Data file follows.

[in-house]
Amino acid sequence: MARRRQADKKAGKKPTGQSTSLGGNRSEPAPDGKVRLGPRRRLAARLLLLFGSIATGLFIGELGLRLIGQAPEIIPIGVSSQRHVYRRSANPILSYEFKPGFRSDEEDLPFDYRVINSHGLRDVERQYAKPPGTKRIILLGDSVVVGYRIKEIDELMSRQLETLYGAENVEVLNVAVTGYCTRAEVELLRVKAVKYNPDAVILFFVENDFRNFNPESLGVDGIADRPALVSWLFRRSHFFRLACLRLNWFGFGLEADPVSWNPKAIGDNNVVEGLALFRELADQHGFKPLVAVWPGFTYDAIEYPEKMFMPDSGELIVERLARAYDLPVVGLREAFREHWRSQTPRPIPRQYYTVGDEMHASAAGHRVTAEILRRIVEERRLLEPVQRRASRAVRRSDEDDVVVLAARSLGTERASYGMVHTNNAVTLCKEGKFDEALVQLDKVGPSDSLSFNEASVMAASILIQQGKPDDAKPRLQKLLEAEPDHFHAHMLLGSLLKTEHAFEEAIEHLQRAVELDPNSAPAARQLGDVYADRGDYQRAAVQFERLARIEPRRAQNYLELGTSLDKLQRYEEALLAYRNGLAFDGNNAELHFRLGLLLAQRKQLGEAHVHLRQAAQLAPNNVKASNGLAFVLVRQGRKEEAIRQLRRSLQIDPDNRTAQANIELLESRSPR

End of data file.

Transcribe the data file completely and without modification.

[in-house]
Amino acid sequence: MARRRQADKKAGKKPTGQSTSLGGNRSEPAPDGKVRLGPRRRLAARLLLLFGSIATGLFIGELGLRLIGQAPEIIPIGVSSQRHVYRRSANPILSYEFKPGFRSDEEDLPFDYRVINSHGLRDVERQYAKPPGTKRIILLGDSVVVGYRIKEIDELMSRQLETLYGAENVEVLNVAVTGYCTRAEVELLRVKAVKYNPDAVILFFVENDFRNFNPESLGVDGIADRPALVSWLFRRSHFFRLACLRLNWFGFGLEADPVSWNPKAIGDNNVVEGLALFRELADQHGFKPLVAVWPGFTYDAIEYPEKMFMPDSGELIVERLARAYDLPVVGLREAFREHWRSQTPRPIPRQYYTVGDEMHASAAGHRVTAEILRRIVEERRLLEPVQRRASRAVRRSDEDDVVVLAARSLGTERASYGMVHTNNAVTLCKEGKFDEALVQLDKVGPSDSLSFNEASVMAASILIQQGKPDDAKPRLQKLLEAEPDHFHAHMLLGSLLKTEHAFEEAIEHLQRAVELDPNSAPAARQLGDVYADRGDYQRAAVQFERLARIEPRRAQNYLELGTSLDKLQRYEEALLAYRNGLAFDGNNAELHFRLGLLLAQRKQLGEAHVHLRQAAQLAPNNVKASNGLAFVLVRQGRKEEAIRQLRRSLQIDPDNRTAQANIELLESRSPR